Cataclysmic eruptions, such as the June 15, 1991, eruption of Mount Pinatubo (Philippines), inject huge amounts of sulfur dioxide gas into the stratosphere, where it combines with water to form an aerosol (mist) of sulfuric acid. By reflecting solar radiation, such aerosols can lower the Earth's average surface temperature for extended periods of time by several degrees Fahrenheit (°F). These sulfuric acid aerosols also contribute to the destruction of the ozone layer by altering chlorine and nitrogen compounds in the upper atmosphere.
Lava Flows and Domes: Molten rock (magma) that pours or oozes onto the Earth's surface is called lava and forms lava flows. The higher a lava's content of silica (silicon dioxide, SiO2), the less easily it flows. For example, low-silica basalt lava can form fast-moving (10 to 30 miles per hour) streams or can spread out in broad thin sheets up to several miles wide. Since 1983, Kilauea Volcano on the Island of Hawaii has erupted basalt lava flows that have destroyed more than 200 houses and severed the nearby coastal highway.
In contrast, flows of higher-silica andesite and dacite lava tend to be thick and sluggish, traveling only short distances from a vent. Dacite and rhyolite lavas often squeeze out of a vent to form irregular mounds called lava domes. Between 1980 and 1986, a dacite lava dome at Mount St. Helens grew to about 1,000 feet high and 3,500 feet across.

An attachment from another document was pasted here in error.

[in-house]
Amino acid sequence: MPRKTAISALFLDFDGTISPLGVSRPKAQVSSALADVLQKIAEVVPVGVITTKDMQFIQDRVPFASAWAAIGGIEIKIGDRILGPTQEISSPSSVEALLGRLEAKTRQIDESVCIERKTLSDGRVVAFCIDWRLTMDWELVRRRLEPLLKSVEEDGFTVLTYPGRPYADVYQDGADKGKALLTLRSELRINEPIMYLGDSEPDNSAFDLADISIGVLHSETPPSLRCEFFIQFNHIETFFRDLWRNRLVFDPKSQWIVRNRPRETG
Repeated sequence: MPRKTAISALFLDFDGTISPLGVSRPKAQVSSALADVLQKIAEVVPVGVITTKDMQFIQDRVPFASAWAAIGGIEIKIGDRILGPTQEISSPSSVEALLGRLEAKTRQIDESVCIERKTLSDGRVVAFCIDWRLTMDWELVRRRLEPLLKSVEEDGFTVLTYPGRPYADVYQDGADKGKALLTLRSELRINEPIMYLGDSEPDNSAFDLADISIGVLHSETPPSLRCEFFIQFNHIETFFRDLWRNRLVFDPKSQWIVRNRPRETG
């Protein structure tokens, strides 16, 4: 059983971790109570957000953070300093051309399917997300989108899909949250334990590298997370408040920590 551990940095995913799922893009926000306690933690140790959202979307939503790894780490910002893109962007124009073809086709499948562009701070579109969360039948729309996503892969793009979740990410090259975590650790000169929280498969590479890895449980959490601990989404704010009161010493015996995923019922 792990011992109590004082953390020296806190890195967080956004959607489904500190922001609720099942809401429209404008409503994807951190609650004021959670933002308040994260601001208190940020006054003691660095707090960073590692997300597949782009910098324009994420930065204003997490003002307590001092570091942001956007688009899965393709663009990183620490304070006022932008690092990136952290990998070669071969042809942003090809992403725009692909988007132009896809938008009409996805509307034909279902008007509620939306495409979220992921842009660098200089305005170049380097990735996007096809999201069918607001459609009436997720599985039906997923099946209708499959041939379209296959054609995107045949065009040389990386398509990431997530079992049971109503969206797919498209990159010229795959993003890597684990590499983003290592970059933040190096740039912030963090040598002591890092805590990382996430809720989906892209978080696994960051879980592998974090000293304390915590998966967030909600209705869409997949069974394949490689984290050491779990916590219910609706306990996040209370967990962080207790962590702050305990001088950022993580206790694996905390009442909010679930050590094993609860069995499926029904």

Pyroclastic Flows / Pyroclastic Surge : High-speed avalanches of hot ash, rock fragments, and gas can move down the sides of a volcano during explosive eruptions or when the steep side of a growing lava dome collapses and breaks apart. These pyroclastic flows can be as hot as 1,500 °F and move at speeds of 100 to 150 miles per hour. Such flows tend to follow valleys and are capable of knocking down and burning everything in their paths. Lower-density pyroclastic flows, called pyroclastic surges, can easily overflow ridges hundreds of feet high. Damage from pyroclastic flows can occur by impact of rock fragments moving at high speeds or burial of the surface with ash and coarser debris a foot or more thick. Hot pyroclastic surges may start fires and kill or burn people and animals.